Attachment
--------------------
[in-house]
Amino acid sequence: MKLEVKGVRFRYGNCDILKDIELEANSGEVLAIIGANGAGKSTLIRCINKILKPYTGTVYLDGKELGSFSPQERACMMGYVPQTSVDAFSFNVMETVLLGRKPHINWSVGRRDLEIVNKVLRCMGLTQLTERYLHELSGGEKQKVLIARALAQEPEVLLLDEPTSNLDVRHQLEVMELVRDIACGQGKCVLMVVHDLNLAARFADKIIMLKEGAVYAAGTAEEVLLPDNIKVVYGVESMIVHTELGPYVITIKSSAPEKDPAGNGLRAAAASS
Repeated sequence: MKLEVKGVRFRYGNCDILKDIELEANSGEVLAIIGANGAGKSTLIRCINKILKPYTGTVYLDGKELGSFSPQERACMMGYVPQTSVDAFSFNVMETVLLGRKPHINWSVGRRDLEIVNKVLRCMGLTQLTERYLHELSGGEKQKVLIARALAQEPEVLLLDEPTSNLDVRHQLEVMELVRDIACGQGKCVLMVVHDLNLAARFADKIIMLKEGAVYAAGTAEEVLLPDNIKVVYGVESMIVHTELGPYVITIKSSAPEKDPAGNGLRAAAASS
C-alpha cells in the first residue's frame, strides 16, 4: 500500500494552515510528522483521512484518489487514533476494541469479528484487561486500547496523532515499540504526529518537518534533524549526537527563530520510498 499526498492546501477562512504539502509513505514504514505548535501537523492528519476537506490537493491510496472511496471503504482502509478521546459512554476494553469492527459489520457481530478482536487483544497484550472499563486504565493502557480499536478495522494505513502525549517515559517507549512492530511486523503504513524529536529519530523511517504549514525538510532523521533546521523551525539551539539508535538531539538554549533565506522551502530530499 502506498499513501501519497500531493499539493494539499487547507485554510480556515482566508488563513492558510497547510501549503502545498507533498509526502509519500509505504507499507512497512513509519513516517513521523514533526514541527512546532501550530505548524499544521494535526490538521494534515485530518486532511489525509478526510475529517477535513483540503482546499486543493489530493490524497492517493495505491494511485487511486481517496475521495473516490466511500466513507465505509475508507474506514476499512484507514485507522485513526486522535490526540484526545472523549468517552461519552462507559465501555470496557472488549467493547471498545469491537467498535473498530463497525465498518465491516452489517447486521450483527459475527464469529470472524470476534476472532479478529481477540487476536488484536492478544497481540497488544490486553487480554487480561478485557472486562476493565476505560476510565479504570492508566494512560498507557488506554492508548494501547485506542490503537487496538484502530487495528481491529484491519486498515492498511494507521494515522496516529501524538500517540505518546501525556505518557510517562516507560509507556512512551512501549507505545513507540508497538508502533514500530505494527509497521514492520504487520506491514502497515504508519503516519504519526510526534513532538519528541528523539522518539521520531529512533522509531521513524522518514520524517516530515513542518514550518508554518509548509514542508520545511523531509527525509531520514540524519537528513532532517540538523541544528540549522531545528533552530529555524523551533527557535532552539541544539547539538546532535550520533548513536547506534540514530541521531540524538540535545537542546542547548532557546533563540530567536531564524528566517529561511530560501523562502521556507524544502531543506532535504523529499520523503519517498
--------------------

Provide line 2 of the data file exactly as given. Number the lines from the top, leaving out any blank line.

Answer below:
Amino acid sequence: MKLEVKGVRFRYGNCDILKDIELEANSGEVLAIIGANGAGKSTLIRCINKILKPYTGTVYLDGKELGSFSPQERACMMGYVPQTSVDAFSFNVMETVLLGRKPHINWSVGRRDLEIVNKVLRCMGLTQLTERYLHELSGGEKQKVLIARALAQEPEVLLLDEPTSNLDVRHQLEVMELVRDIACGQGKCVLMVVHDLNLAARFADKIIMLKEGAVYAAGTAEEVLLPDNIKVVYGVESMIVHTELGPYVITIKSSAPEKDPAGNGLRAAAASS